I went to the site on consumer driven health plans that kingstu01 referenced and it makes for interesting reading--good back and forth in the comments section from people who sound like they know what they are talking about.

But there also seemed to be agreement that health savings account/high deductible plans are chosen principally by younger workers who are light users of the healthcare system.

At 61, with about 4 orthopedic surgeries behind me, an HSA/high deductible is not an attractive option.

As for self-insuring--that's a wonderful concept if you've just won MegaMillions or Powerball. Not so good if being treated for cancer would wipe out your life's savings.

Posted by: jhpurdy | September 17, 2009 9:31 AM | Report abuse

"In 2001, Baucus helped shape the president's tax cuts, and he voted for them. In 2003, he helped shape the Medicare Modernization Act, and he voted for it. He has upheld his end of the bargain of bipartisanship. Now is his moment to demand the same of his Republican colleagues."

he does not expect a quid pro quo - he is one of them in all but party label

Posted by: jamesoneill | September 17, 2009 9:47 AM | Report abuse

I'm more of a conservative than a Republican, but there is almost nothing I actually like about this bill. I'm not sure why Republicans should support a bill just because it is less odious than the House bills.

Posted by: DavidBerkian | September 17, 2009 9:48 AM | Report abuse

Ezra--
None of your changes fix the fact that the Baucus plan does little about medical bankruptcy. Is there a #6 that can address this?

umesh--
"To get more or all Dems, it needs to move to Left. But even this starting position is not attracting any Red votes; how would any movement to Left bring additional votes?"

So far, we've thrown a lot of carrots, it's about time to pull out the stick.

Posted by: adamiani | September 17, 2009 10:54 AM | Report abuse

jhpurdy:

The only way catastrophic insurance plus self-pay makes sense is as part of a broken non-system of delivering healthcare where younger, healthier people can choose to roll the dice and gamble on low out-of-pocket costs instead of paying through the nose for more traditional policies.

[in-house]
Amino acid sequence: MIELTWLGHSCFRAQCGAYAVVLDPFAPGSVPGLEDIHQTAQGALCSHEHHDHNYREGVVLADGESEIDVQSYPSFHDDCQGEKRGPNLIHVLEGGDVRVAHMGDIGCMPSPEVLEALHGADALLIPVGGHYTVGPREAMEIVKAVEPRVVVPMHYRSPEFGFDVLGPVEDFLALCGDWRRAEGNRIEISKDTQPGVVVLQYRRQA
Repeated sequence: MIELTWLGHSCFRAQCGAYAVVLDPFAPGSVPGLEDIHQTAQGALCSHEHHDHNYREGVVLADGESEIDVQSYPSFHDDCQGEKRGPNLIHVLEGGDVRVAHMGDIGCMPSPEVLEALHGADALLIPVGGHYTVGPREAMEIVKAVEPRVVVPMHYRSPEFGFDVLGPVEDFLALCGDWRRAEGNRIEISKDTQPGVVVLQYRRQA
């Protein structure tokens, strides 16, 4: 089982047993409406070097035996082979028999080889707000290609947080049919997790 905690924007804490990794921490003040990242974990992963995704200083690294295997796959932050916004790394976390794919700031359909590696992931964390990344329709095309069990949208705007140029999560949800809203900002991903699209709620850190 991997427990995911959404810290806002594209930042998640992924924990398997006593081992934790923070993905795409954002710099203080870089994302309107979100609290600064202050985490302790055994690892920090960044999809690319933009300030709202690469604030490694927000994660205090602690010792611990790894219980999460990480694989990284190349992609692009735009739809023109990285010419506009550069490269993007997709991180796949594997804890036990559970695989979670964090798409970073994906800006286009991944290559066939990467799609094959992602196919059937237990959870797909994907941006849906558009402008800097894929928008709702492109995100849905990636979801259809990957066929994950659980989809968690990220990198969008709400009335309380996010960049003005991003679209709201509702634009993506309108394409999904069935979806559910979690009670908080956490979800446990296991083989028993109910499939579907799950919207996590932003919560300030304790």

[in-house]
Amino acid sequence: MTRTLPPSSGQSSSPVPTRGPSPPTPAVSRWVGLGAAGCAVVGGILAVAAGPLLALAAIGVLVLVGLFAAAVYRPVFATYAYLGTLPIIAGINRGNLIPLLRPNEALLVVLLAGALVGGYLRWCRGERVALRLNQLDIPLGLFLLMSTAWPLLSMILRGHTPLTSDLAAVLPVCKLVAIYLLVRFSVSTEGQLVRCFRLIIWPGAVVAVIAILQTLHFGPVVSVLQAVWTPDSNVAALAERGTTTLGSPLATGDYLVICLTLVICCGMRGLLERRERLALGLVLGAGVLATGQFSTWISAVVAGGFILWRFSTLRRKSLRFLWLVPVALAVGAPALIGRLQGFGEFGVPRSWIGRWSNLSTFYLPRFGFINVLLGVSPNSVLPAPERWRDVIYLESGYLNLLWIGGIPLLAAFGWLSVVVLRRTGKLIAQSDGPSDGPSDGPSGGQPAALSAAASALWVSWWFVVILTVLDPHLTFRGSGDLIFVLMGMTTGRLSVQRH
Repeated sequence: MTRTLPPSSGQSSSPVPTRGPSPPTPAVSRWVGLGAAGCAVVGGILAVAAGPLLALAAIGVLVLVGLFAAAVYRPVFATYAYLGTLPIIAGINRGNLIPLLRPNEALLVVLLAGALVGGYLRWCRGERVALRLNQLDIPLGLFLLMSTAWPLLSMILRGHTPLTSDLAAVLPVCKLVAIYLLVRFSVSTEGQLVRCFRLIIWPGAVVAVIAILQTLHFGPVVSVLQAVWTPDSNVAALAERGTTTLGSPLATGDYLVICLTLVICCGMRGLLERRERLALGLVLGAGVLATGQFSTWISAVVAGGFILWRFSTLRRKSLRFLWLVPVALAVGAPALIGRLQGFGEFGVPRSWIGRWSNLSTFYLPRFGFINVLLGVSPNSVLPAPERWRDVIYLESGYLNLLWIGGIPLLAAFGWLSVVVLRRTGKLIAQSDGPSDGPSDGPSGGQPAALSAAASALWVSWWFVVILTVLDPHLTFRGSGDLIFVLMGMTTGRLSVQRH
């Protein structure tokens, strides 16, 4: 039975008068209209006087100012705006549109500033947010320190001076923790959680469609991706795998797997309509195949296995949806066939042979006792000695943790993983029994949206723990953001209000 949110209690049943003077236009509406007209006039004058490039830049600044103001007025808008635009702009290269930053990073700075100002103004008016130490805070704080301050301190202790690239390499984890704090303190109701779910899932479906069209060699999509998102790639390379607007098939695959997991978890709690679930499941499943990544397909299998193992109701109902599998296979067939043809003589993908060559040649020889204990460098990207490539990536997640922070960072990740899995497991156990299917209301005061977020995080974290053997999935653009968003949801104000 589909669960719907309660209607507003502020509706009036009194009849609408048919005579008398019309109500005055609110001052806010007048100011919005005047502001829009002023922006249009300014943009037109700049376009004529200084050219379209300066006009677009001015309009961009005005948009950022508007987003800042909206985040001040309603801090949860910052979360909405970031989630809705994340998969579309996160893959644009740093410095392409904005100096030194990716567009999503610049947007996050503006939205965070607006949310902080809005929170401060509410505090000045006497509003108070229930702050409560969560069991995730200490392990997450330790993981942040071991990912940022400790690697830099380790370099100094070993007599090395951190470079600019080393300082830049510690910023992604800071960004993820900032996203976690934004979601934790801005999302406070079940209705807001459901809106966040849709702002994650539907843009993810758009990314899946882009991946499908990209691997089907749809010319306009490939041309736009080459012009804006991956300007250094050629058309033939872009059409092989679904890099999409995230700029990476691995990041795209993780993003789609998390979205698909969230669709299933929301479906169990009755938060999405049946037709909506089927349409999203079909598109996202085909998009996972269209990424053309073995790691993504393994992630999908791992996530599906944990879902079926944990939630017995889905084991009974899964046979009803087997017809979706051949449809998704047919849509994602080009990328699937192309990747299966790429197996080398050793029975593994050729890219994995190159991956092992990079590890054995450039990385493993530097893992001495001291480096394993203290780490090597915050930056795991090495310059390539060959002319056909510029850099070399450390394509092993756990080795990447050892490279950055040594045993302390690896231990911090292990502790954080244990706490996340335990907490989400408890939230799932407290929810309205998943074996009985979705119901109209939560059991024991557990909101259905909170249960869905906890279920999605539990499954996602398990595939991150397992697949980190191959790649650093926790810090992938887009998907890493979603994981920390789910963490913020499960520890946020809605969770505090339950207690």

The reason kingstu01 posts and runs every single time is that he can't back up his abstract belief, drawn from his libertarian ideology, that paying cash for one's healthcare in a deregulated marketplace would be anything other than an embrace of third-world healthcare.

Posted by: pseudonymousinnc | September 17, 2009 12:32 PM | Report abuse

Several of the commenters above get to the heart of the matter. So here it is in direct language. Compulsory comprehensive health insurance is medical fascism.

Those who self-insure for everyday expenses and wish to buy only high-deductable catastrophic care have the economics right.

Everyone one has ordinary medical expenses -- getting a form signed for school or a sports team, etc. Individuals who enjoy basic good health and adopt a healthy life-style will have very few additional medical expenses in the typical year.

Everyday expenses are manageable via self-insurance for all but the poorest. And there is no insurable risk to spread as everyone is faced with the same manageable expenses more or less. Purchasing insurance where there is no insurable risk simply adds a layer of administrative costs and profits that provide no benefits.

It is the catastrophic costs that bankrupt families. And there is far more need for high-tech, hospital-based medicine for catastrophes. And catastrophes are not just expsneive but (unlike everyday expenses) rare. Thus here there IS an insurable risk, but only at the point where the costs go beyond what self-insurance can bear.

Comprehensive health insurance is a very bad idea that serves only the insurance companies and big Pharma. It makes cost control impossible.

Forcing people to buy something they not only do not need but actually detest -- that forces everyone to buy controversial, often deadly, and generally unneccesary treatments that many citizens reject on grounds of life-style, is medical fascism.

Posted by: ljwaks | September 18, 2009 11:32 AM | Report abuse

"Second, the Lewin Group estimates that it raises more than $300 billion over 10 years"

The Lewin Group is an Insurance Industry Funded "research" group. How about some truly neutral sources?

Posted by: Joshp365 | September 20, 2009 12:03 PM | Report abuse

The comments to this entry are closed.

 
 
RSS Feed
Subscribe to The Post

© 2010 The Washington Post Company